So, by ‘liking’ or ‘sharing’ viral marketing content, consumers are saying something about who they are as a person and the way in which they want to be portrayed online. The success of the consumer engagement with the ‘HDYLYV’ campaign was because it enabled them to say something about themselves. The ‘HDYLYV’ campaign also reinforced bonds with others – including like-minded consumers and made consumers feel a part of the Australian national identity.  

M: This must have implications for marketers in developing content?

AD: What our research highlights is the importance of authenticity in social media campaigns. In the case of ‘HDYLYV’, the authenticity was created through platforms that allowed consumers to create and communicate their personal stories around the Vegemite brand.    

Our research identifies a range of ways that marketers can influence the diffusion of viral marketing campaigns that certainly go beyond the passive, uncontrollable approaches.

Stories surrounding mythic viral marketing campaigns often talk about clever, creative or incredible content. However, rather than focusing heavily on creating a wow factor, our research suggests that sustained engagement with social media content is driven by platforms that give ownership of the brand to the target audience. We think that this is particularly relevant for sustaining iconic brands that may need reinvigorating.

Consumer engagement is central. The key to viral marketing is the need to understand what identity goal consumers are trying to achieve when liking, sharing or displaying content in a social context. Messages must be of interest to the receiver in order for them to be passed on. If a brand story fits with the consumer’s stories, it will be shared – if not, it won’t. This means that not all media content released into social networks will go viral.

Viral campaigns should be based on deep insights about consumers’ relationships with a particular brand. This goes beyond calls for focusing on simple emotions to understanding the myths surrounding the brand, consumer rituals, conversations and narratives, and personal histories of use. The ‘HDYLYV’ campaign team was able to build a carefully crafted platform for engagement based on a rich understanding of the consumer-brand relationship, the stories surrounding the brand, and the role of the brand in society. We suggest marketers tell a story with their social media content.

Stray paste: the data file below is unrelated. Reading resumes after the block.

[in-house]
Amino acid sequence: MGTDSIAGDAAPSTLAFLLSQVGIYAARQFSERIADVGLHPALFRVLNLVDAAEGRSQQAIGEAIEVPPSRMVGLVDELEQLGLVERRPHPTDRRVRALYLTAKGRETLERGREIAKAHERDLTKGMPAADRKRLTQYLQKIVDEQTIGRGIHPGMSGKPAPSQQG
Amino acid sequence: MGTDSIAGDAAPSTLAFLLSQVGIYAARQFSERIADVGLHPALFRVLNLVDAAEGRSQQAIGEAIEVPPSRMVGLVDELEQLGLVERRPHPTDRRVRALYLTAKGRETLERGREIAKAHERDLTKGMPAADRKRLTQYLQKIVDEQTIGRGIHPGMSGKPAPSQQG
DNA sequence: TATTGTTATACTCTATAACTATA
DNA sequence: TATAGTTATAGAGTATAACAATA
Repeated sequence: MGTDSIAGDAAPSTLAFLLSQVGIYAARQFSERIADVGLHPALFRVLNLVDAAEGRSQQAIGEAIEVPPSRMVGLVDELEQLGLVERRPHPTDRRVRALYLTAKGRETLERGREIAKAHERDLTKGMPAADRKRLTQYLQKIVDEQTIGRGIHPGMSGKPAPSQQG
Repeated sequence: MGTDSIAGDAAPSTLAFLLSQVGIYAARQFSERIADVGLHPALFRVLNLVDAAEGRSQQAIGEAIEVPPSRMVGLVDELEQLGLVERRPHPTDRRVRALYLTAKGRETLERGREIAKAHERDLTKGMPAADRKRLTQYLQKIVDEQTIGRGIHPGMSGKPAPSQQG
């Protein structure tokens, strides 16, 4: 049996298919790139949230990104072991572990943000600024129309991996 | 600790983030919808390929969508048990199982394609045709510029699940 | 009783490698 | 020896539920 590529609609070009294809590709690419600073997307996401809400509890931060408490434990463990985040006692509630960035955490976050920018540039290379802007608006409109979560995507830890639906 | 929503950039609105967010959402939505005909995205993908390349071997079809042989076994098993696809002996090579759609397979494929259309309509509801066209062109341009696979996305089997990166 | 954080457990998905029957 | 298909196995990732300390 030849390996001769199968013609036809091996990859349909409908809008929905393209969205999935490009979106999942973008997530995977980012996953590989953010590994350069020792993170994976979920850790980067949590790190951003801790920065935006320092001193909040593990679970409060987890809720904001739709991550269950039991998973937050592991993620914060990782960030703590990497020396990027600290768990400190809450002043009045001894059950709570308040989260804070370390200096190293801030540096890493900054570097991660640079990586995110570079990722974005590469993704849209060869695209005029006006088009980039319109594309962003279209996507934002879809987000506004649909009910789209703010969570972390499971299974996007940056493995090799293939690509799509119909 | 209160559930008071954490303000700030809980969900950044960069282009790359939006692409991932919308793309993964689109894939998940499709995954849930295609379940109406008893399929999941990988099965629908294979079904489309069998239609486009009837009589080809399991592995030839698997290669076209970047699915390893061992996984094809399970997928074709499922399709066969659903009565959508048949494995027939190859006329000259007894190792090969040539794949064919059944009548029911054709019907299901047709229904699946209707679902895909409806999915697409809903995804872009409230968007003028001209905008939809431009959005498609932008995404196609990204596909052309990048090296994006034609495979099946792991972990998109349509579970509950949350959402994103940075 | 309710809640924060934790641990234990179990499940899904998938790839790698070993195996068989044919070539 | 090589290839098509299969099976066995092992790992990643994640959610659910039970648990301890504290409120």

Viral marketing relies on consumers deciding to share content. Research has shown that self and social identity motives such as gaining esteem, helping like-minded others, and reinforcing status roles are critical drivers of consumers’ decisions to pass on messages.

M: You mentioned uncontrollable approaches. Sometimes marketing campaigns can run counter to what the marketer intended. It seems that one of the inherent problems with viral marketing strategies is that the lack of control. How did Kraft deal with this issue?

AD: The ‘HDYLYV’ campaign marketing team actually embraced the relative lack of control and provided a campaign that consumers could make their own. Kraft accepted that they were not the only ones to determine the creation, development and transformation of the marketing message. Instead Kraft opened the doors and let Vegemite lovers co-create the experience.

Managers should focus on creating campaigns that give ownership to consumers. In the ‘HDYLYV’ campaign each Vegemite lover had their own distinctive and individual technique for eating Vegemite, and they talked with passion and animation about their idiosyncratic way of consuming the product, from spreading technique, what it was spread upon, what it was eaten with or in, and when it was consumed.

M: Finally Angela, how do you like your vegemite?

AD: It’s great in a soup and especially in gravy for a richer taste. My husband is more traditional, preferring his spread on hot toast with melting butter.


The academic research article details:

Michael Beverland, Angela Dobele, Francis Farrelly, (2015), “The viral marketing metaphor explored through Vegemite”, Marketing Intelligence & Planning, Vol. 33 Iss 5 pp. 656 – 674. 


Aaron Lane is a freelance business writer.